AMA Speech - AMA President A/Prof Brian Owler - AFR Higher Education Forum
SPEECH TO AFR HIGHER EDUCATION FORUM
12 NOVEMBER 2014
AMA PRESIDENT A/PROF BRIAN OWLER
***Check Against Delivery
Medical Degrees Being Priced Out of Reach
Thank you, I appreciate the opportunity to talk today and to express the AMA’s concerns regarding the impact of the Government’s decision to deregulate University fees.
Medicine has always been seen as an attractive career.
However, university fee deregulation will mean that medical graduates will be burdened with large debts as they enter the medical workforce as interns.
They will carry that debt with them. This will have consequences that do not seem to have been considered.
The AMA is also concerned that, at the same time as University fee deregulation, the Government is reducing funding for Commonwealth Supported Places.
So, what is the impact of the proposed changes? What will the fees be?
Well, first, many medical degrees are now graduate degrees. These are four year degrees.
There are also still a number of undergraduate degrees of five and six years.
However, let’s consider the graduate degree example.
Prior to studying medicine, students have usually completed a science degree of three years, while many others do four or five year degrees.
Before they even start medicine, they are likely to have significant debt – using fees charged to international students as a guide, this debt can be in the order of $50,000.
Medical Deans Australia and New Zealand,
A report commissioned on Selection and Participation in Higher Education in March 2011 by the Group of Eight (Go8) revealed that low socio-economic status (SES) applicants – from the lowest 25 per cent SES bands - were under-represented at 18 per cent, and high SES applicants – from the top 25 per cent SES bands – were over-represented at 31.6 per cent, relative to their population share in terms of applications for university.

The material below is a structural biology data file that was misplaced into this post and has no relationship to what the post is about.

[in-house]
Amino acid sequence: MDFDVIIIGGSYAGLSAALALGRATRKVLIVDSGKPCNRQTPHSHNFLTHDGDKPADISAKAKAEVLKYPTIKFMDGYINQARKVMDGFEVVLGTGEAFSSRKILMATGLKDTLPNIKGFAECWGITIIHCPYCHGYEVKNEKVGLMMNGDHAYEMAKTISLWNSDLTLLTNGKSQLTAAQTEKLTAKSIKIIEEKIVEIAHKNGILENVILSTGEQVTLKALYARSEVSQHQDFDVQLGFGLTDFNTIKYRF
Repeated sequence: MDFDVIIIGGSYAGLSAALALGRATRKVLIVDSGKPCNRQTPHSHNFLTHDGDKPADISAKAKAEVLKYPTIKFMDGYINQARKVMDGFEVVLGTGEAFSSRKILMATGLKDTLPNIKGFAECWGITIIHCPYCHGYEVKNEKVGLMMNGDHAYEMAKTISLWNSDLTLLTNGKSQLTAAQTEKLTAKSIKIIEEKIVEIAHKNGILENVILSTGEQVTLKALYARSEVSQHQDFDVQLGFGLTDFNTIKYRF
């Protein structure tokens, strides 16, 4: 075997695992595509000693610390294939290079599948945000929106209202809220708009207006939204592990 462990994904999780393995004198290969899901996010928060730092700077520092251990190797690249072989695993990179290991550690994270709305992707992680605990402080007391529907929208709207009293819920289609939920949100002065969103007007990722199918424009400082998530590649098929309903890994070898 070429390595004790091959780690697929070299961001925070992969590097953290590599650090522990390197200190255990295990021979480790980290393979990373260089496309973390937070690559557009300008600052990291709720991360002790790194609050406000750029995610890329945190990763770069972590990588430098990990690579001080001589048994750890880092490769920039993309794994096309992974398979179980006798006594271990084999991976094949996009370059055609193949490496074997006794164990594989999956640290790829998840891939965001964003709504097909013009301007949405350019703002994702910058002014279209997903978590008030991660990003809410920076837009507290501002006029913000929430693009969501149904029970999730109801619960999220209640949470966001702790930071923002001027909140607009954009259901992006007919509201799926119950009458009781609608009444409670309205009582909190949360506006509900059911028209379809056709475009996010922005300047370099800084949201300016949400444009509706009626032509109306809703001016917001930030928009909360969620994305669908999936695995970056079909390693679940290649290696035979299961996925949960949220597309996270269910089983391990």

Even now, we are still under the target of 20 per cent.
Closer examination of applications for health disciplines by field of education shows a greater proportion of high SES students - 45 per cent - applying for medicine, compared to 15 per cent applying for medicine from low SES backgrounds.
A significant number of rural students come from a low socio-economic background, and high fee levels and the prospect of significant debt will deter them from entering university.
Rural medical students already incur substantive extra costs in accommodation and travel.
To place further financial barriers to these students would result in many finding the costs prohibitive.
Aboriginal and Torres Strait Islander students may well be hardest hit and discouraged by such measures.
No matter what upfront loan assistance is provided, it will deter students from a low income background from entering medicine.
This is a real issue in medicine. We want the best and the brightest, not the wealthiest.
We want the medical profession to have the same diversity as the communities it serves.
Australia, I believe, has gained significant benefit by attracting medical students from diverse backgrounds who have entered medicine, either through graduate or undergraduate programs, based on merit.
That is something that we should continue to value, something that we should continue to benefit from, but it is something that is under threat through these changes.
In the context of this debate, some have suggested that one way to meet demand for medical school places would be to uncap places. The AMA believes this would be a recipe for disaster.